Rapid response now needs a sustainable shift: NSW Government CIO

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The changes ushered in during the COVID disruption happened so quickly the state government has not yet been able to focus on their sustainability according to NSW Government chief information and digital officer Greg Wells. 

It's an issue he told Digital Nation that he and his team are now turning their attention towards. 

"We're really thinking about what's the next thing, and how ready are we to turn it on, or to pivot or white label something that's ready to support customers whatever the next wave."

The impact of long-term organisational change on everything from decision making to application development enabled the NSW government to successfully and rapidly deploy programs in response to COVID.

"It has been years of slowly building capability from different components of government. And that's not to say all of that was ready. A lot of this was built as we evolved through this process. But data assets and architecture, common platforms, solutions in Service NSW, and modularising things like proving your identity and reusing certain things in that process. All of that to an extent was in place.

The long term modernisation of technology was just as important to the success of the Government's response to COVID, as accelerated digitalisation supported by funding such as the $2.1 billion Digital Restart Fund, he said.

"But also, I'd really stress the team and method investment, that put us in a pretty good position. And one that we're thinking about now is how do we keep that."

Organisational changes

Traditional approaches would certainly have failed, says Wells.

The shift from waterfall to agile development has been underway for a number of years and was central to success, but so is a change at the leadership level in how programs are assessed and funded, he told Digital Nation.

"It's a big mind shift and leadership change in the way we do things. I think it challenged a lot of the way you know, digital and ICT used to work, it challenged that work because you do have to prove something before you get subsequent [funding] tranches."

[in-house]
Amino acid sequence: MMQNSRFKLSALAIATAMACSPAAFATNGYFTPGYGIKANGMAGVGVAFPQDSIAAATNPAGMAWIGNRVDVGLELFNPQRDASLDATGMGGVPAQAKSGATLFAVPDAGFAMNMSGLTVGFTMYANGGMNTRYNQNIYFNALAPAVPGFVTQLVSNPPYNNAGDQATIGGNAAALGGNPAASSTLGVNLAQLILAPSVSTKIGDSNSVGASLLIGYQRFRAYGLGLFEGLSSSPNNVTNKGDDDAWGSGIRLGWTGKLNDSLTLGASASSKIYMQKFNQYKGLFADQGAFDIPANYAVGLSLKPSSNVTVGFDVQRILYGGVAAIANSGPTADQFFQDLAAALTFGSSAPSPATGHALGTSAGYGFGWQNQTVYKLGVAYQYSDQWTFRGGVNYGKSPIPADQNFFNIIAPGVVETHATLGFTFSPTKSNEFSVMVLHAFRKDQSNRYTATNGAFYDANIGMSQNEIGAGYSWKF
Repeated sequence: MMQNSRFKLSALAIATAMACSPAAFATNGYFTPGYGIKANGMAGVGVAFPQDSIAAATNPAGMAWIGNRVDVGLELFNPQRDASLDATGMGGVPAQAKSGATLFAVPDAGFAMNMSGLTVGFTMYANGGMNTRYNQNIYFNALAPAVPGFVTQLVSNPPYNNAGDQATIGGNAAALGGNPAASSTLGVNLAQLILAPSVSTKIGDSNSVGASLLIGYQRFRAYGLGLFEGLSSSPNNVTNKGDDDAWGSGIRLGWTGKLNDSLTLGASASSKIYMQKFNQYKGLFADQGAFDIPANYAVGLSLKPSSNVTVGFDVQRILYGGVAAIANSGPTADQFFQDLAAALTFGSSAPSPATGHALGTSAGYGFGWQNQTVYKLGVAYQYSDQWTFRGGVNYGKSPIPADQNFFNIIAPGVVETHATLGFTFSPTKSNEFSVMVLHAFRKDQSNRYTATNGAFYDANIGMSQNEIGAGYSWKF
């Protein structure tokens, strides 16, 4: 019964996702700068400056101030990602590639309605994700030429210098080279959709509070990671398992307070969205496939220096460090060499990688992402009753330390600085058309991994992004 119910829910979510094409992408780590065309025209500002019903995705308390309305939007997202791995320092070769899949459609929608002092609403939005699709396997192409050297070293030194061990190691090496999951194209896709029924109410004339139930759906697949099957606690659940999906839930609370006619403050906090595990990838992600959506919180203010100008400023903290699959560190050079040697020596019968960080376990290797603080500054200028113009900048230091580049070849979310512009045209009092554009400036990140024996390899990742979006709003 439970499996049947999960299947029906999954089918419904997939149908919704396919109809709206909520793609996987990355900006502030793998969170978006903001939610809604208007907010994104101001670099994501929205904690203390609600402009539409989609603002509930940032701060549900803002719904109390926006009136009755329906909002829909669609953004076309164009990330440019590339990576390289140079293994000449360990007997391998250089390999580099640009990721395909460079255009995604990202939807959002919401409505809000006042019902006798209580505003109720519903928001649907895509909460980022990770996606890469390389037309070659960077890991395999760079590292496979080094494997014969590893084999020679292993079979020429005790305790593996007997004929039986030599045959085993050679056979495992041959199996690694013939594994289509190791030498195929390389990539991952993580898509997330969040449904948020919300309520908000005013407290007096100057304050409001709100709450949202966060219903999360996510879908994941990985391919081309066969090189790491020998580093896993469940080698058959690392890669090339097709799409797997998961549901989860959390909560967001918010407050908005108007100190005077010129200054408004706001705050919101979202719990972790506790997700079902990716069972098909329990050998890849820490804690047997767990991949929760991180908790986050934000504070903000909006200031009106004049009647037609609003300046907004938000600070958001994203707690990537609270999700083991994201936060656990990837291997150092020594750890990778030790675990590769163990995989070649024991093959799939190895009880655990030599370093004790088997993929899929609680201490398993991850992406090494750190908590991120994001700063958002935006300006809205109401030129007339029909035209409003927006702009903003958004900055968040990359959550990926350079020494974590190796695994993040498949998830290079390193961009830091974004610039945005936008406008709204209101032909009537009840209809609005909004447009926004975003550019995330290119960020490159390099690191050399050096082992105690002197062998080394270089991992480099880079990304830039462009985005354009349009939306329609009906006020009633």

"With waterfall we would be still running requirements."Asked if traditional approaches would have stood up to the pressure of the COVID disruption, he was adamant they would not. "You've seen how quickly things have changed. Look at what we are talking about with quarantine and travel. We started a process six weeks ago, worked with South Australia to build out a home quarantine app, stood it up, started a pilot for six weeks, we're not sure what that looks like on November 1 but I'm sure we will pivot again."

"Certainly through the Restart Fund, if you don't have that in place you are not going to get funding."

Wells says the policy is not just about the money, it's also about methodology. 

"What we are trying to do is match the way we fund things to the way we work. The way we like to work is we design for customers, we build product teams, we get feedback, we prototype, we scale those things up."

He compared that to the old way of working. "The way we used to fund things was you write a business case, spend 12 months, 18 months, have a guess and go for one chunk of money, and probably fail. And then and then go around the budget cycle again, that's a completely misaligned."

By contrast, he said the approach with Restart delivered agility and was more aligned to how product teams work.

"You can get an idea, get quick access to funding, prototype, seed, scale and build it up and that way at least customers are getting it in their hands sooner. With testing it's going to be more successful. It's de-risking the big things.

Data led decision making

Analytics is a major area of investment as part of the Digital Refund Program with the Data Analytics Centre, first established in 2015 securing an additional $38 million in funding over the next four years.